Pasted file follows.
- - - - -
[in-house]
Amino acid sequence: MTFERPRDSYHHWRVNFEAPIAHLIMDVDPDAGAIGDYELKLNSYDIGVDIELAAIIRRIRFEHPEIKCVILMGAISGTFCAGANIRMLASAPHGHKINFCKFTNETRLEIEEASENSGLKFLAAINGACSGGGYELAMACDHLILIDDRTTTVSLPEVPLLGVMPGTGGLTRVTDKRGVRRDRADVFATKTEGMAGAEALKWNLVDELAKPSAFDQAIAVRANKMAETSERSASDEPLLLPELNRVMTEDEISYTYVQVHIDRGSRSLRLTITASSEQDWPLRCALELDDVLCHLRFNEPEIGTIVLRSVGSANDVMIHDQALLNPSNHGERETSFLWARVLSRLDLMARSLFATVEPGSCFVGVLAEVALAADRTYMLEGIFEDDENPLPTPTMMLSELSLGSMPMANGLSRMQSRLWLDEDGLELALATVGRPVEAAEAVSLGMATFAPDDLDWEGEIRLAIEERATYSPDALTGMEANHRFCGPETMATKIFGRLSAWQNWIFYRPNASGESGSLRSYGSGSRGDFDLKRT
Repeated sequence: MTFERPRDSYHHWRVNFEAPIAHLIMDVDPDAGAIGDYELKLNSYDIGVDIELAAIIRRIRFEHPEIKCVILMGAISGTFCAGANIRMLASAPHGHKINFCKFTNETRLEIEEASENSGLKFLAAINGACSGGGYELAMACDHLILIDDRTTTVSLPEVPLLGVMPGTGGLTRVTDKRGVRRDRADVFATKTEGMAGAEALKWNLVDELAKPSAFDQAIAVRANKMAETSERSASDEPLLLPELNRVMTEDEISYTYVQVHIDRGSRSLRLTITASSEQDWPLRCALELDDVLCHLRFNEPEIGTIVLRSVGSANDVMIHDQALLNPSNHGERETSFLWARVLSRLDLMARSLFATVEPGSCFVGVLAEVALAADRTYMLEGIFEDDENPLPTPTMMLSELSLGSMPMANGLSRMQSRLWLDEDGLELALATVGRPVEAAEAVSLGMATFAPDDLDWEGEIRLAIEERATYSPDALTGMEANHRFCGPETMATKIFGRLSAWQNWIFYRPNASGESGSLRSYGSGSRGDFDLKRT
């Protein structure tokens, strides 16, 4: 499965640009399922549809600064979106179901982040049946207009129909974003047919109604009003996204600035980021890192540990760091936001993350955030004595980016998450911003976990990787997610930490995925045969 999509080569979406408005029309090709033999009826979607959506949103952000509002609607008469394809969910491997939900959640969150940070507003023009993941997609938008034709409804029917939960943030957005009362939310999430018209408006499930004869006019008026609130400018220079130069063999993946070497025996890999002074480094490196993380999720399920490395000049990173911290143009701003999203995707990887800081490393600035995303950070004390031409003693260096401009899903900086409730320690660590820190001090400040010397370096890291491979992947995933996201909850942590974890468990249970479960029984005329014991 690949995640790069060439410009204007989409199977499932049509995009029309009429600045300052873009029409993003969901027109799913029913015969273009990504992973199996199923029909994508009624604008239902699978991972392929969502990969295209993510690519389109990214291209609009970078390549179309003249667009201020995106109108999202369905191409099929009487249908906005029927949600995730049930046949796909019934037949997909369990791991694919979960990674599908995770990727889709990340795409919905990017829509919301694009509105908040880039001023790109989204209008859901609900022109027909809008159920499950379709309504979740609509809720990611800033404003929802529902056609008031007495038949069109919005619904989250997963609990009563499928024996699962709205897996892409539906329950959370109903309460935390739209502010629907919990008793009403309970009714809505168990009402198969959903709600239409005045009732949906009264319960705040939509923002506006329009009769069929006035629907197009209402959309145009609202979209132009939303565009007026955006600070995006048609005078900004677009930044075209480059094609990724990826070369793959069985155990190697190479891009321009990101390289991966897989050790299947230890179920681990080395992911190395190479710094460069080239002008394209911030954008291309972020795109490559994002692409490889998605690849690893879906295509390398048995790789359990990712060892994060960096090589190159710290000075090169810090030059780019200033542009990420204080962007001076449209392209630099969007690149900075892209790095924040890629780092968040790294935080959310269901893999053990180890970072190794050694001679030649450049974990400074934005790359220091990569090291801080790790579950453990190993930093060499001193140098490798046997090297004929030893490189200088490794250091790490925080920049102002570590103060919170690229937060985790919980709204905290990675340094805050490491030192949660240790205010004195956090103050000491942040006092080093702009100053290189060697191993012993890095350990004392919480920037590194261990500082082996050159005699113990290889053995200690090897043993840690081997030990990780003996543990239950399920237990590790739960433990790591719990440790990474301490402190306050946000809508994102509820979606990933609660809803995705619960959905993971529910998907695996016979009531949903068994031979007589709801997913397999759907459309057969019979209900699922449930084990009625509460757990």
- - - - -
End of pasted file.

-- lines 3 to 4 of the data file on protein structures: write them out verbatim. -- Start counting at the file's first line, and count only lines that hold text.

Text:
Repeated sequence: MTFERPRDSYHHWRVNFEAPIAHLIMDVDPDAGAIGDYELKLNSYDIGVDIELAAIIRRIRFEHPEIKCVILMGAISGTFCAGANIRMLASAPHGHKINFCKFTNETRLEIEEASENSGLKFLAAINGACSGGGYELAMACDHLILIDDRTTTVSLPEVPLLGVMPGTGGLTRVTDKRGVRRDRADVFATKTEGMAGAEALKWNLVDELAKPSAFDQAIAVRANKMAETSERSASDEPLLLPELNRVMTEDEISYTYVQVHIDRGSRSLRLTITASSEQDWPLRCALELDDVLCHLRFNEPEIGTIVLRSVGSANDVMIHDQALLNPSNHGERETSFLWARVLSRLDLMARSLFATVEPGSCFVGVLAEVALAADRTYMLEGIFEDDENPLPTPTMMLSELSLGSMPMANGLSRMQSRLWLDEDGLELALATVGRPVEAAEAVSLGMATFAPDDLDWEGEIRLAIEERATYSPDALTGMEANHRFCGPETMATKIFGRLSAWQNWIFYRPNASGESGSLRSYGSGSRGDFDLKRT
């Protein structure tokens, strides 16, 4: 499965640009399922549809600064979106179901982040049946207009129909974003047919109604009003996204600035980021890192540990760091936001993350955030004595980016998450911003976990990787997610930490995925045969 999509080569979406408005029309090709033999009826979607959506949103952000509002609607008469394809969910491997939900959640969150940070507003023009993941997609938008034709409804029917939960943030957005009362939310999430018209408006499930004869006019008026609130400018220079130069063999993946070497025996890999002074480094490196993380999720399920490395000049990173911290143009701003999203995707990887800081490393600035995303950070004390031409003693260096401009899903900086409730320690660590820190001090400040010397370096890291491979992947995933996201909850942590974890468990249970479960029984005329014991 690949995640790069060439410009204007989409199977499932049509995009029309009429600045300052873009029409993003969901027109799913029913015969273009990504992973199996199923029909994508009624604008239902699978991972392929969502990969295209993510690519389109990214291209609009970078390549179309003249667009201020995106109108999202369905191409099929009487249908906005029927949600995730049930046949796909019934037949997909369990791991694919979960990674599908995770990727889709990340795409919905990017829509919301694009509105908040880039001023790109989204209008859901609900022109027909809008159920499950379709309504979740609509809720990611800033404003929802529902056609008031007495038949069109919005619904989250997963609990009563499928024996699962709205897996892409539906329950959370109903309460935390739209502010629907919990008793009403309970009714809505168990009402198969959903709600239409005045009732949906009264319960705040939509923002506006329009009769069929006035629907197009209402959309145009609202979209132009939303565009007026955006600070995006048609005078900004677009930044075209480059094609990724990826070369793959069985155990190697190479891009321009990101390289991966897989050790299947230890179920681990080395992911190395190479710094460069080239002008394209911030954008291309972020795109490559994002692409490889998605690849690893879906295509390398048995790789359990990712060892994060960096090589190159710290000075090169810090030059780019200033542009990420204080962007001076449209392209630099969007690149900075892209790095924040890629780092968040790294935080959310269901893999053990180890970072190794050694001679030649450049974990400074934005790359220091990569090291801080790790579950453990190993930093060499001193140098490798046997090297004929030893490189200088490794250091790490925080920049102002570590103060919170690229937060985790919980709204905290990675340094805050490491030192949660240790205010004195956090103050000491942040006092080093702009100053290189060697191993012993890095350990004392919480920037590194261990500082082996050159005699113990290889053995200690090897043993840690081997030990990780003996543990239950399920237990590790739960433990790591719990440790990474301490402190306050946000809508994102509820979606990933609660809803995705619960959905993971529910998907695996016979009531949903068994031979007589709801997913397999759907459309057969019979209900699922449930084990009625509460757990």